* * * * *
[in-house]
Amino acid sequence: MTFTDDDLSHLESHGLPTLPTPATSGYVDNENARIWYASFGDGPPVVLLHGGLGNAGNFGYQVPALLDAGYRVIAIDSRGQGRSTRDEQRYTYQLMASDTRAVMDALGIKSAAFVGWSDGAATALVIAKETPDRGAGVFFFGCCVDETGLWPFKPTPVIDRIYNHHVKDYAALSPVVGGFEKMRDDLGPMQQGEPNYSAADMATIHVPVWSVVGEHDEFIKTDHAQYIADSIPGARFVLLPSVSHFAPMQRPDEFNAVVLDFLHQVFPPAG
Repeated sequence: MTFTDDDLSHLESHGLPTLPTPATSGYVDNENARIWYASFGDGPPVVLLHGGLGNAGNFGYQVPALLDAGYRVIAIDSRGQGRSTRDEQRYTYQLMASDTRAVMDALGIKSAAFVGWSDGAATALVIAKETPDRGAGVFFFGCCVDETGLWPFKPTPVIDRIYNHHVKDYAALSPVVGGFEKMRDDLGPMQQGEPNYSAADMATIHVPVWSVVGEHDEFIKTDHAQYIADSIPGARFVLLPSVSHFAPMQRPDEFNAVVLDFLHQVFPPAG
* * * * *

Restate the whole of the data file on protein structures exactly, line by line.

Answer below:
[in-house]
Amino acid sequence: MTFTDDDLSHLESHGLPTLPTPATSGYVDNENARIWYASFGDGPPVVLLHGGLGNAGNFGYQVPALLDAGYRVIAIDSRGQGRSTRDEQRYTYQLMASDTRAVMDALGIKSAAFVGWSDGAATALVIAKETPDRGAGVFFFGCCVDETGLWPFKPTPVIDRIYNHHVKDYAALSPVVGGFEKMRDDLGPMQQGEPNYSAADMATIHVPVWSVVGEHDEFIKTDHAQYIADSIPGARFVLLPSVSHFAPMQRPDEFNAVVLDFLHQVFPPAG
Repeated sequence: MTFTDDDLSHLESHGLPTLPTPATSGYVDNENARIWYASFGDGPPVVLLHGGLGNAGNFGYQVPALLDAGYRVIAIDSRGQGRSTRDEQRYTYQLMASDTRAVMDALGIKSAAFVGWSDGAATALVIAKETPDRGAGVFFFGCCVDETGLWPFKPTPVIDRIYNHHVKDYAALSPVVGGFEKMRDDLGPMQQGEPNYSAADMATIHVPVWSVVGEHDEFIKTDHAQYIADSIPGARFVLLPSVSHFAPMQRPDEFNAVVLDFLHQVFPPAG